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Taos gets direct air service with Dallas, Austin

SANTA FE, N.M. — Taos and its surrounding areas could enjoy a significant boost in tourism through a new local charter air service linking Taos Regional Airport with Austin International and Dallas-Love Field airports in Texas.

Taos Ski Valley Inc. has purchased a 30-passenger Dornier 328 jet from Ultimate Jetcharters, an Ohio-based company that offers East Coast shuttle service and charter flights. The Ski Valley signed a management agreement with Ultimate to operate the newly-formed Taos Air service.

Starting Dec. 20 and through March, Taos Air will provide one round trip flight between Taos and each of the Texas airports every Thursday, Saturday and Sunday or holiday Monday, for a total of six round trips per week. Tickets will cost $399, said Taos Ski Valley CEO David Norden.

“Ultimate Jetcharters will operate Taos Air with its own crew and flight attendants and manage day-to-day operations,” Norden said.

It’s the first air service connecting Taos with Texas, and the first commercial flights out of Taos Regional Airport since shuttle service to Albuquerque and Santa Fe ended 10 years ago, said Taos Mayor Daniel Barrone. That service was financed through grants and ended when the grants ran dry.

Taos Air service is enabled by a new, $24 million runway that opened last fall at the Taos Regional Airport, financed by the Federal Aviation Administration.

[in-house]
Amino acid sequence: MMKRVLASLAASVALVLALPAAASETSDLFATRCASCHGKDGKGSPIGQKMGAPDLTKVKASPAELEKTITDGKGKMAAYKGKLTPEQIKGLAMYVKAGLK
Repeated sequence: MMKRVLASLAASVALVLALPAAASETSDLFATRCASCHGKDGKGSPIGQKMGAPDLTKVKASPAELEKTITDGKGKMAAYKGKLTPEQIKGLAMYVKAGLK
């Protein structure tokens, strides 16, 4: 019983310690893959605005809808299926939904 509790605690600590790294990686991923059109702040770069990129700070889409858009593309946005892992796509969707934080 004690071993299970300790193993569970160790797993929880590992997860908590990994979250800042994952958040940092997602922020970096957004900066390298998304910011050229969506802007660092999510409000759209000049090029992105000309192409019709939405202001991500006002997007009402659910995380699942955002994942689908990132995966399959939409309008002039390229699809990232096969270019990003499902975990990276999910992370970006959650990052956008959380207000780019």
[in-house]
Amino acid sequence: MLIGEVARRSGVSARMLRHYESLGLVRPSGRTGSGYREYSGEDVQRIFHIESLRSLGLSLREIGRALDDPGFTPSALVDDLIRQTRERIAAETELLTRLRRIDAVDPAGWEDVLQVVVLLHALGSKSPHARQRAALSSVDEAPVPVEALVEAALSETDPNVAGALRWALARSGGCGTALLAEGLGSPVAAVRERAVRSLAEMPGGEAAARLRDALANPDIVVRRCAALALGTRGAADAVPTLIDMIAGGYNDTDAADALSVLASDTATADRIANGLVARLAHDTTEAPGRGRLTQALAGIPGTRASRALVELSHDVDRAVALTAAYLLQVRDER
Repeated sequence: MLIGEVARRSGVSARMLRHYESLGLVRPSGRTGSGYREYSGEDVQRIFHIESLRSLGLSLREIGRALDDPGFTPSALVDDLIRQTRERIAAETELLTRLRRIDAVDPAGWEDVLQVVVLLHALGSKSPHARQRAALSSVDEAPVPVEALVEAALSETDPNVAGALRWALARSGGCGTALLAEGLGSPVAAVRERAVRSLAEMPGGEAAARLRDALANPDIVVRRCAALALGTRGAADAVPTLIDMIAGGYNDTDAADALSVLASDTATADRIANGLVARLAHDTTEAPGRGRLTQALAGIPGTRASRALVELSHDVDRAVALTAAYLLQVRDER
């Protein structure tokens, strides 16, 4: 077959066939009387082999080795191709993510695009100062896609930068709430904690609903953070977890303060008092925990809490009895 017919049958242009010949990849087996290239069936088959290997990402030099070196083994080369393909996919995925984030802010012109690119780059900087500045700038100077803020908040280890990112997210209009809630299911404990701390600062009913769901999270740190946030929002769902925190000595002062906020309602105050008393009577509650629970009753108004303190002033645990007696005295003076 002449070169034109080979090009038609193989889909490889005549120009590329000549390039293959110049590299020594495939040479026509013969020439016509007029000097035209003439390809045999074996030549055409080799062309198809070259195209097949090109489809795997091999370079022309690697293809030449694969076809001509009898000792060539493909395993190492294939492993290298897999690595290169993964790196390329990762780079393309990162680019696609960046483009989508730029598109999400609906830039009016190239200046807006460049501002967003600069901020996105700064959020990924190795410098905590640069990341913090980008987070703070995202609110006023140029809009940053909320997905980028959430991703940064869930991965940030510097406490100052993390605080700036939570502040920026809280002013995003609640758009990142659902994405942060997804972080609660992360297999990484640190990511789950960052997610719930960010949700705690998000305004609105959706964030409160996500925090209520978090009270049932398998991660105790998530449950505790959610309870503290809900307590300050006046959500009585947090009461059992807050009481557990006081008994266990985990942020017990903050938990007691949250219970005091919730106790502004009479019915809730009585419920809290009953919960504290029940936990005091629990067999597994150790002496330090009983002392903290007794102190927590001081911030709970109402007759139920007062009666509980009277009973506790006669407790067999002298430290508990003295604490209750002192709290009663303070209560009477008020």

“With the new runway in place, we are committed to positioning the Taos Regional Airport as an economic driver for Taos County and northern New Mexico,” Mayor Barrone said in a statement. “To that end, we are working with the state and our regional partners to develop and fund year-round, long-term air service.”

The flights could bring more winter vacationers to the area, helping to strengthen and diversify the local economy.

“It’s a great opportunity for economic development in our community, not only for Taos but for surrounding areas,” Barrone told the Journal. “We have three ski valleys here, each with a different terrain and experience, plus rich local history, culture and arts. It’s an opportunity for people who don’t usually come here to visit Taos.”

Tourism is one of the area’s economic mainstays. About 80 percent of local government revenue comes from gross receipts taxes, and about half of that is generated through tourism, Barrone said.

For Taos Ski Valley, the new air service is part of a $300 million resort renovation project the company launched a few years ago. That includes new ski lifts and snow-making machines, a hotel that opened last year, expanded restaurant service and a new children’s center.

“The issue has been access to and from northern New Mexico,” Norden said. “The new air service will make things easier for guests.”

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